Darren Baker was around Nationals Park all week, taking grounders during batting practice and wearing Nationals gear from head to toe. The fate of his baseball career hung in a friendly balance. If someone drafted him high, Baker could turn pro. If not, he would head to the University of California Berkeley to play three seasons of college ball before reentering the draft pool.

Wednesday, the Nationals chose Baker in the 27th round of the draft, probably not high enough for him to choose professional ball over school, but high enough that it hardly feels like a throwaway pick. The Nationals have chosen players within their extended organizational family before, often in the final three rounds of the draft. But the Nationals took the 5-foot-11 shortstop/outfielder in the 27th round. The Braves chose his father in the 26th round in 1967.

“There were four or five organizations that were going to take him higher. Some in the first 10 rounds, some in the subsequent rounds,” Dusty Baker said after Wednesday’s game, “but after talking with him and his mom, then he decided that he was going to go to college and get drafted a little much higher because his upside and potential is big-time.”

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Baker said most teams liked Darren as an outfielder because of his speed, though the Nationals drafted him as a shortstop, his first position. Even so, the elder Baker said his son is all but certainly headed to Cal, where he will be eligible for the draft three seasons from now.

“It’s flattering that he was chosen,” Baker said. “And it wasn’t a favor.”

Baker was one of a few memorable names the Nationals drafted Wednesday. A few rounds earlier, they selected a right-handed pitcher out of the University of Pennsylvania named Jake Cousins — cousin to Kirk.

Another familiar name — Boone — popped up on the Nationals’ list of draftees in the 38th round. The Nationals selected San Diego area shortstop Jake Boone — great grandson of Ray Boone, grandson of Nationals’ vice president of player development, Bob Boone, and son of Bret Boone. The youngest Boone is committed to Princeton, where he will be a freshman next season.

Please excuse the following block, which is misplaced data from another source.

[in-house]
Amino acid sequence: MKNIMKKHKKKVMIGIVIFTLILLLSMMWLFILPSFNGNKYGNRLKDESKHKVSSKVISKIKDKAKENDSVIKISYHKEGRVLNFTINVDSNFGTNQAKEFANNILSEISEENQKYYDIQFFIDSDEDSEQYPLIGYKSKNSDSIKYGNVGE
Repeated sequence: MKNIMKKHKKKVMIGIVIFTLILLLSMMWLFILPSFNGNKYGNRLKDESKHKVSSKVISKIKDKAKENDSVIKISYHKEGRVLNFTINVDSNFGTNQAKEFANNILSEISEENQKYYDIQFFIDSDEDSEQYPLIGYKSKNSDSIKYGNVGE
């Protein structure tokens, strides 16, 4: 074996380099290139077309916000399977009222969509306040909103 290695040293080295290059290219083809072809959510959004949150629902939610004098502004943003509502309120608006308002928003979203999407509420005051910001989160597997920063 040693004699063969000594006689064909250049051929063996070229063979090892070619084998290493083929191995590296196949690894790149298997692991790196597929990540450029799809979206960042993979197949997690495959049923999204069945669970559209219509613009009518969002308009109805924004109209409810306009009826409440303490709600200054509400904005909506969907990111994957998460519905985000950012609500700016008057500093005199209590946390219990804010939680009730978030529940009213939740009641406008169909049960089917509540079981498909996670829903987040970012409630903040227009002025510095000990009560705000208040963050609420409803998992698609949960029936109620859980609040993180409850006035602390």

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For those well-acquainted with all the pre-draft literature, the Nationals drafted another familiar name in the 15th round — Bryce Montes de Oca, a 6-7 righty out of Missouri. De Oca pitched in the Cape Cod League last summer, one of the elite summer leagues in the country, and hovered on the Baseball America Top 200 this season. De Oca had Tommy John surgery, then nerve transposition surgery on his pitching elbow, which is part of the reason he fell. He pitched to a 4.28 ERA and 4-5 record at Missouri this season, the only one in which he was not hobbled by injuries. As with most large-framed hurlers like him, control can be an issue.

After spending the first 10 rounds stockpiling pitching, the Nationals reverted to their best-available approach on Day 3, grabbing position players throughout the day, including Baker. They took Kansas State first baseman Jake Scudder, Cal State Fullerton starting shortstop Tim Richards and Stanford catcher Alex Dunlap. As they have in years past, the Nationals also stocked up on college outfielders, including Texas A&M outfielder Nick Choruby, Wake Forest outfielder Jonathan Pryor and Baylor outfielder Kameron Esthay, among others.

By day’s end, the Nationals had added 11 pitchers, three catchers, seven outfielders and eight infielders to their draft haul. Combined with Monday and Tuesday’s pitching pile-up, the Nationals drafted 20 pitchers, four catchers, seven outfielders, and nine infielders. Their professed goal was to add pitching depth. They did that, and took care of their own in the process, a typical Nationals draft, all around.

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